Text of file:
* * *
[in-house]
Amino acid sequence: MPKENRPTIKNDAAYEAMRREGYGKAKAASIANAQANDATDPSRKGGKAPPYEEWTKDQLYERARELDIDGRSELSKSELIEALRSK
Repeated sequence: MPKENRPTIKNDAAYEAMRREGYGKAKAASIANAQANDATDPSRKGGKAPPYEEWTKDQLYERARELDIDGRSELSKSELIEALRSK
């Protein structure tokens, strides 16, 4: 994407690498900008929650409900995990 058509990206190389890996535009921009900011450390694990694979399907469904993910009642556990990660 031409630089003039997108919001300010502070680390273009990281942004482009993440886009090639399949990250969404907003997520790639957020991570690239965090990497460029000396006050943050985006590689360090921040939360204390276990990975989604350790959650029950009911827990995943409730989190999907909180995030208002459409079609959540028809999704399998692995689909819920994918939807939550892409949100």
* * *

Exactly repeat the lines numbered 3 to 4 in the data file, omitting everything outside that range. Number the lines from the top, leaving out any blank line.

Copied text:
Repeated sequence: MPKENRPTIKNDAAYEAMRREGYGKAKAASIANAQANDATDPSRKGGKAPPYEEWTKDQLYERARELDIDGRSELSKSELIEALRSK
């Protein structure tokens, strides 16, 4: 994407690498900008929650409900995990 058509990206190389890996535009921009900011450390694990694979399907469904993910009642556990990660 031409630089003039997108919001300010502070680390273009990281942004482009993440886009090639399949990250969404907003997520790639957020991570690239965090990497460029000396006050943050985006590689360090921040939360204390276990990975989604350790959650029950009911827990995943409730989190999907909180995030208002459409079609959540028809999704399998692995689909819920994918939807939550892409949100």